NTSB Identification: ERA12LA279
14 CFR Part 91: General Aviation
Accident occurred Friday, April 13, 2012 in Falmouth, MA
Probable Cause Approval Date: 09/13/2012
Aircraft: STANLEY B E MURPHY REBEL, registration: N24V
Injuries: 1 Minor.
NTSB investigators may not have traveled in support of this investigation and used data provided by various sources to prepare this aircraft accident report.
While completing a cross-country flight, with the airplane over a seacoast and descending to pattern altitude, the pilot reduced power. The engine "hesitated" a couple of times, so the pilot increased power and applied full rich mixture. As the engine "caught" and accelerated, the pilot applied carburetor heat. He then leveled the wings and looked at the wing root fuel sight gauges to confirm that the airplane had fuel. At the same time, the engine again began to run rough. The pilot rocked the wings to ensure that there was no air lock in the fuel lines and confirmed that the magnetos were on and the primer was in; however, the engine lost total power, the propeller stopped completely, and the airplane descended into a tree. The airplane was subsequently removed from the tree, fuel was confirmed onboard, and no preexisting mechanical anomalies were noted. The airplane's wings were then removed for its transport to a storage facility. At the facility, an auxiliary fuel tank was placed on top of the cabin, with fuel flow directly to the carburetor. After several attempts, the engine was started, and it eventually ran at all power settings. A carburetor icing probability chart revealed that, at the ambient temperature and dew point at the time of the accident, conditions favored carburetor icing at glide and cruise power. It is likely that, if the pilot had applied carburetor heat before his initial power reduction, it would have prevented the formation of carburetor ice and avoided the loss of engine power.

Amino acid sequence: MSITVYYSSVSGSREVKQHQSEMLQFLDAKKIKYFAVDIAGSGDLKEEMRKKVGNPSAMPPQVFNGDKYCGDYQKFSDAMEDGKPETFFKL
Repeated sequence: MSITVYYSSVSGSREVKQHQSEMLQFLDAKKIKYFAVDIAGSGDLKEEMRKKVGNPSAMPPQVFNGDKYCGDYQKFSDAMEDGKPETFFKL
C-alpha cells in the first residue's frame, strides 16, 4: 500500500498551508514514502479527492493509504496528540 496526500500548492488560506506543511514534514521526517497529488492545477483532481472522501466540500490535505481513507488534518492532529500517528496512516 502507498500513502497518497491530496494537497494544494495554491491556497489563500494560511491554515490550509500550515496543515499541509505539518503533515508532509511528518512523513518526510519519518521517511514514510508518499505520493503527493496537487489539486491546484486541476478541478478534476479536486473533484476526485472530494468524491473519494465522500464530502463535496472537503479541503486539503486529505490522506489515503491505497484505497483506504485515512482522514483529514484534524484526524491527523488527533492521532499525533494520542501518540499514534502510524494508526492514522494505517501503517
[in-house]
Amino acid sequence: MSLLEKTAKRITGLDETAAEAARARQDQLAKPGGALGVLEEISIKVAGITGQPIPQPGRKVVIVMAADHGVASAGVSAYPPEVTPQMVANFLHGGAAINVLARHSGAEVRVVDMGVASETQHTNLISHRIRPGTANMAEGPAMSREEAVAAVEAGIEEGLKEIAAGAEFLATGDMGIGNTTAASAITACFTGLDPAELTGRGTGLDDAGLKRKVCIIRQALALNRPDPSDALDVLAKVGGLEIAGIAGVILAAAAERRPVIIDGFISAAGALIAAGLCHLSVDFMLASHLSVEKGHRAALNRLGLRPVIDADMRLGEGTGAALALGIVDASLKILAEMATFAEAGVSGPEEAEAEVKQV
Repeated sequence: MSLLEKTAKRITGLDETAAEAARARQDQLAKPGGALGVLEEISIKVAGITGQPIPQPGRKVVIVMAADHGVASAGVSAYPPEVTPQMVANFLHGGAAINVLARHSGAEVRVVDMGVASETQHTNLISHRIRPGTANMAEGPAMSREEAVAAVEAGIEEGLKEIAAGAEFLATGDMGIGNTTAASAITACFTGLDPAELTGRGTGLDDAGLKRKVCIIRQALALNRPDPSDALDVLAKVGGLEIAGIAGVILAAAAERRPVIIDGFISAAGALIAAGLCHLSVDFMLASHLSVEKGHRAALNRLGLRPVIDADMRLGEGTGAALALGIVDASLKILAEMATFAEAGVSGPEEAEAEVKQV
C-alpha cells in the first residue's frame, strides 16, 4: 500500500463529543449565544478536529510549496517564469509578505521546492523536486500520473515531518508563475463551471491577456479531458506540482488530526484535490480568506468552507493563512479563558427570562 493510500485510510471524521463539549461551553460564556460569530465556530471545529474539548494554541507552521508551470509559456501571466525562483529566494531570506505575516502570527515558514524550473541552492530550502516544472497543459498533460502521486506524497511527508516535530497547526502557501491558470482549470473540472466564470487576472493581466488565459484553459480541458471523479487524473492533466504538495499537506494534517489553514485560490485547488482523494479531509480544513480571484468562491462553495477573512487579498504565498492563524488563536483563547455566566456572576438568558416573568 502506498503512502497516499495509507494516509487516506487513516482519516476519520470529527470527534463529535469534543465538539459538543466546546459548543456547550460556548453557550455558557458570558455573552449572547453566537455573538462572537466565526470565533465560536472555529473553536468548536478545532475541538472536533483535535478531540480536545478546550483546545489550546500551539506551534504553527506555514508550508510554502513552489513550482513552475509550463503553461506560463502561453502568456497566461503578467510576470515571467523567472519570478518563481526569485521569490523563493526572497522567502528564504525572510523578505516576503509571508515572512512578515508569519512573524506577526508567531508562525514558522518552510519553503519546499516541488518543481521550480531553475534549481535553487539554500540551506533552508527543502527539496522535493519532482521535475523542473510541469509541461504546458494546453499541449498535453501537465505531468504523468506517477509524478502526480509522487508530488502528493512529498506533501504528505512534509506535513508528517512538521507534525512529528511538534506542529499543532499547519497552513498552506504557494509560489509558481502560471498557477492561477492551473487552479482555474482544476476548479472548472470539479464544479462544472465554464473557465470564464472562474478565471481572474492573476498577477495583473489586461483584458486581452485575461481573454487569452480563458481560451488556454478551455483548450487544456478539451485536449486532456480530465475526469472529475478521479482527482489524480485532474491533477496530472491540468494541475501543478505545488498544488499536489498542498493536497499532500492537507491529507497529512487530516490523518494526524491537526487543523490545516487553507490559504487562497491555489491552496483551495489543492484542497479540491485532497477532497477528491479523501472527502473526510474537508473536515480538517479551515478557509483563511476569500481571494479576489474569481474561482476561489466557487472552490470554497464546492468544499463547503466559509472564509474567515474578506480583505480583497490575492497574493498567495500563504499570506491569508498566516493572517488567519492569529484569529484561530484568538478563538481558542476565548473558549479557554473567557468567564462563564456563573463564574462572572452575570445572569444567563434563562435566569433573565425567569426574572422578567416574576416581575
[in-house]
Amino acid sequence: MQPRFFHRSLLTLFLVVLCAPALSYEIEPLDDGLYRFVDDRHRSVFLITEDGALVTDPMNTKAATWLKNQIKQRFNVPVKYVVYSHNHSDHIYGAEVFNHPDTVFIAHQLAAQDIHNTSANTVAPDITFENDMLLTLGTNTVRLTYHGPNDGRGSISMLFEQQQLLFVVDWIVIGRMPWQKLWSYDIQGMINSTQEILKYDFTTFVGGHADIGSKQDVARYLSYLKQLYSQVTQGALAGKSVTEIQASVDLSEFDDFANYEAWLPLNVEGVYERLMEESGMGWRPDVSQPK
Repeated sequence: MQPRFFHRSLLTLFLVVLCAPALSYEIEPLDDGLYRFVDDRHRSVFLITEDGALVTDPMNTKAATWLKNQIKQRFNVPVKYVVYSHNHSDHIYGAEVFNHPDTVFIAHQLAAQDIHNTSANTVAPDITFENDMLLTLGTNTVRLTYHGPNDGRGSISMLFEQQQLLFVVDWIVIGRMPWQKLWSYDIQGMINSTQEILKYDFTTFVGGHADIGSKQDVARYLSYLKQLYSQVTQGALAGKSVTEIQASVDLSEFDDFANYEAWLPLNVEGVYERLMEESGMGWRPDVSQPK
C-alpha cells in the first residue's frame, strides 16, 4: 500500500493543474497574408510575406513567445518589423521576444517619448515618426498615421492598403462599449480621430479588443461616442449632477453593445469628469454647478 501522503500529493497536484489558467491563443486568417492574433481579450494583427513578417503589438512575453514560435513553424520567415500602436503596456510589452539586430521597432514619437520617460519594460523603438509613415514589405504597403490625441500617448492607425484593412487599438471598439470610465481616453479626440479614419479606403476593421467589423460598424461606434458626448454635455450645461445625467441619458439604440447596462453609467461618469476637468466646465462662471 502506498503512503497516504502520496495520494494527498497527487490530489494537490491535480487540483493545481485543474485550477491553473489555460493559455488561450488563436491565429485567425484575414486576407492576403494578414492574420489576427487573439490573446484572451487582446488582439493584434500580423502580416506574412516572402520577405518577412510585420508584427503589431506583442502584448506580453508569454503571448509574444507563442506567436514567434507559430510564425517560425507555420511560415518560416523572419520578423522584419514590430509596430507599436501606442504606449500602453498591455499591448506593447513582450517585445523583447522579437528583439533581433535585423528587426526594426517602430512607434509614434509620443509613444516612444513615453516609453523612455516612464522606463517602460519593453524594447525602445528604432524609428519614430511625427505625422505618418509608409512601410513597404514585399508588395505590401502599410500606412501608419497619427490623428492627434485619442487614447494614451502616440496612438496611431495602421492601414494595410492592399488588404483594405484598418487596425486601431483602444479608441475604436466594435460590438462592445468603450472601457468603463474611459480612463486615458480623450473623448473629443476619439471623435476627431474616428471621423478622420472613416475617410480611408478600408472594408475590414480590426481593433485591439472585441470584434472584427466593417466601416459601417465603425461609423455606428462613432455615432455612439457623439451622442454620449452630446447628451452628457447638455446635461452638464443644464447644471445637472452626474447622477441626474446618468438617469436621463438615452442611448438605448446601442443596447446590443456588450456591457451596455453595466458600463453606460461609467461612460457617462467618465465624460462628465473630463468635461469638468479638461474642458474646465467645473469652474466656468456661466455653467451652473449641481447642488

The National Transportation Safety Board determines the probable cause(s) of this accident to be: The pilot's delayed application of carburetor heat, which resulted in a loss of engine power. Full narrative available
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